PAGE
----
“Life is like riding a bicycle, to keep your balance you must keep moving.” ~ Albert Einstein
Sometime last fall, it hit me that it was time to get moving—in all aspects of that phrase.
I’d been with the same employer for 21 years, and been living in the same house for 11. My youngest had just left for college, and I began to feel it. At first I wasn’t sure what it was, but as I listened to it—as I felt it inside me—I knew. I’ve had the feeling before, but not for a long time. Time to move.
In some important ways I was already moving. But what I was feeling in my gut was bigger. Bigger than just growing more in place. And it wasn’t that I just needed change. I could create change standing still. I’d been doing that already. No, not just change. Static change wasn’t enough. I needed to move.
A few chapters ago in my life, I moved a lot. It was youthful, frequent movement.
My post college life was a vision of movement. I moved back home for a couple months, then moved to my first job. I wrote press releases and was an assistant lacrosse coach at my alma mater. And while I was in familiar environs, it was different. I had a job. I was moving. When I moved back to start my job, everything material that was important to me fit into my 1980 Ford Pinto. A big duffle bag. A big stereo. A bike. And when I left there two years later to return home to Boston, everything near to me still fit into that car. Miraculously, the car still worked. I was 23, and I haven’t forgotten the wistful feeling of driving north on route 95, all my possessions in my hatchback, a good tape in the player, eyes open to possibility.
When my son went off to college last fall I made a promise to myself that I’d get moving again. A major life change had jolted my world and I just couldn’t envision staying much longer in my house in the woods. I knew I needed to move, and once I made the decision to move—actually, once I got moving—good things followed in my life.
It’s like that in life, good things can’t follow until you get moving. Nothing follows a person standing still. And you have to trust your gut and just run with it.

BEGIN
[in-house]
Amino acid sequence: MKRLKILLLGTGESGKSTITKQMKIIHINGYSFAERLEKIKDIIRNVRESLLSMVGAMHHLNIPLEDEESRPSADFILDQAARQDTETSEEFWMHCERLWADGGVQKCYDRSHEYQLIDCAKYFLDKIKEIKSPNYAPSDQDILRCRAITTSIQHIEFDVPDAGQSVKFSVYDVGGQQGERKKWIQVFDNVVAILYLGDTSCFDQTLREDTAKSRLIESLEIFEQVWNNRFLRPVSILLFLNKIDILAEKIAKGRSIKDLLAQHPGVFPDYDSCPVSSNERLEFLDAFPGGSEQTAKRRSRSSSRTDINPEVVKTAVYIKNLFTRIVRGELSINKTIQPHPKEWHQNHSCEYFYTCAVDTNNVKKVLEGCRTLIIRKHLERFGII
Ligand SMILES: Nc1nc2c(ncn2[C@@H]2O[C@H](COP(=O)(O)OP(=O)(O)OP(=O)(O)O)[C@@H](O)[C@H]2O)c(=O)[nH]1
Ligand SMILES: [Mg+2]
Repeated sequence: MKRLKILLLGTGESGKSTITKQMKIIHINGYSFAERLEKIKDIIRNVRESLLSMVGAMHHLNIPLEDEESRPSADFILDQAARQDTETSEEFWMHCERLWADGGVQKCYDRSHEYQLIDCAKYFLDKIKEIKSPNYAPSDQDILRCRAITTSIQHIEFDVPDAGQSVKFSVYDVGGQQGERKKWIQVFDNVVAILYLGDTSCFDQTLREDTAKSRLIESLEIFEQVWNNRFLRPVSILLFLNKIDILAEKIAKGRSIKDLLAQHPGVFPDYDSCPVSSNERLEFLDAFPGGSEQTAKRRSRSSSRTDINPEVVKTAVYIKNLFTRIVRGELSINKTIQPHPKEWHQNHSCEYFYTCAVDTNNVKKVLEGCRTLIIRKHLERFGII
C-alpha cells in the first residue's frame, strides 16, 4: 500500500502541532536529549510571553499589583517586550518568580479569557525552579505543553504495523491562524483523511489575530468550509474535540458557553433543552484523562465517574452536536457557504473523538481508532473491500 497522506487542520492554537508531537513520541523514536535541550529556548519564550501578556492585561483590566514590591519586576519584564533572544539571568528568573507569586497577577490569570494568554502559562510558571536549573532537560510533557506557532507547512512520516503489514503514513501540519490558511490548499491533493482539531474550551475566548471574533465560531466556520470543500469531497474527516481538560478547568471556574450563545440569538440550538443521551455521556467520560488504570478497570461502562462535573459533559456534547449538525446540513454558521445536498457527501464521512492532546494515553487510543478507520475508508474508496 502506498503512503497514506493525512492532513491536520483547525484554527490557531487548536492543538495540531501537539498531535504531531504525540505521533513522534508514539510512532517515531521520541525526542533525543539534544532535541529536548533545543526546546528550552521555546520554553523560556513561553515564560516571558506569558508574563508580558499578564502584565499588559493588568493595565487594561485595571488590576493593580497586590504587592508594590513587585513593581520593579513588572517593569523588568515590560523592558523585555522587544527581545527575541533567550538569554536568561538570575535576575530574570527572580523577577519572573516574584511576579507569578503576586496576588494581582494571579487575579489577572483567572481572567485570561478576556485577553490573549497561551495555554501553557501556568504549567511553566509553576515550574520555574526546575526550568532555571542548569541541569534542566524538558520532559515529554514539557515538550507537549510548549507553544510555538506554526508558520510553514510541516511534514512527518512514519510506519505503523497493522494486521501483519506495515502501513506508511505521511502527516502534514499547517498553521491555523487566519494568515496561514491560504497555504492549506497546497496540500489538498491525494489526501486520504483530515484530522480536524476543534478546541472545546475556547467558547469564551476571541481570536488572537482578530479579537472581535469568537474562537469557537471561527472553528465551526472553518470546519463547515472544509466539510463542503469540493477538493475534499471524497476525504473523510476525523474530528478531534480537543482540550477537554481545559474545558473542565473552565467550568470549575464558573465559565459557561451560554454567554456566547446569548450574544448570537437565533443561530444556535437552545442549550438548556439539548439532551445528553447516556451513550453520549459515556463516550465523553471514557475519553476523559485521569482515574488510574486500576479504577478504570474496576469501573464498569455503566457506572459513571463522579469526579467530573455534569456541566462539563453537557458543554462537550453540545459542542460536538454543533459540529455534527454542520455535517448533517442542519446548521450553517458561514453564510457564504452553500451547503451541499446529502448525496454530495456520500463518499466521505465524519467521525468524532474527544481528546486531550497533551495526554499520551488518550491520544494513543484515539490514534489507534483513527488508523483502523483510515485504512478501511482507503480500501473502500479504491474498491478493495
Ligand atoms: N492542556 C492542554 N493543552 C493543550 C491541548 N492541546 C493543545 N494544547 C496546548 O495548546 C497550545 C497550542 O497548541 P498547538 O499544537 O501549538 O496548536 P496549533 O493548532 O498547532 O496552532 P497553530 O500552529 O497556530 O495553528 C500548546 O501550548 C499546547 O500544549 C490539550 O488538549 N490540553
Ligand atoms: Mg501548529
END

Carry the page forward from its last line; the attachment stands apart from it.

Moving out of a house I lived in with my late wife was difficult.
It was physically and mentally challenging. In the end it was liberating. At one point in the process, I put an eight-foot folding table at the bottom of my driveway. For a few days I made a morning ritual of putting things on it that I knew I didn’t want to keep but thought someone may like. Colorful little vases, kitchen utensils, old lacrosse sticks, stuff like that. I painted “Free” on the back of the plywood sign that our builder made 12 years earlier and that on the flip side had an architectural drawing of our home and the title “Bidstrup Residence.”
Everything I put on the table was taken away to a new home. Everything. I’m glad about that. I went away for a long weekend and discovered that they took the table away too. All that was left was the “Free” sign.
It hit me then. I was free.
“The woods are lovely, dark and deep. But I have promises to keep. And miles to go before I sleep. And miles to go before I sleep.” ~ Robert Frost
Moving is part of our being. It’s healthy.
Think about it—to stay in good physical shape we need to move. How nice it is to walk through the woods or along the shoreline. As we move, our perspective shifts—literally and figuratively. A new vantage point leads to new insight and discovery. Players move on a field of play in order to open up angles for passing and shooting. The natural world is full of movement, especially as seasons change.
As I write this I’m on the Maine coast. The sunsets are coming a little earlier now. It’s late August. The water feels cooler, and I’m wearing my sweatshirt more often now. Birds are moving. Boats too. Heading south ahead of the raw weather that will come as surely as the harvest moon that will rise in a month.
I chatted with a friend on a ferry boat yesterday. We talked about moving. He’d moved 16 times in 22 years. He was smiling and had a twinkle in his eye as he was getting ready to move again.
As I enter a new life chapter, I expect it to remain full of movement. I’m looking forward to the movement and new vistas that will enter my field of view. I can’t anticipate what they will look like. I expect though that with movement, new vantage points will offer me heretofore hidden insights. Insights into life’s mystery, and the places and people that I will share my time with. As I accelerate, distinct shapes give way to the blur of my peripheral vision. My car of choice is still an old one—’93 Land Cruiser. I’ve got a few great playlists on the iPod, and my eyes are open to possibility. Moving, happily. Are you?
“Every new beginning comes from some other beginning’s end.” ~ Semi-Sonic, “Closing Time”
Author: Pete Bidstrup
Image: Author’s Own, zenjazzygeek/Flickr
Editor: Catherine Monkman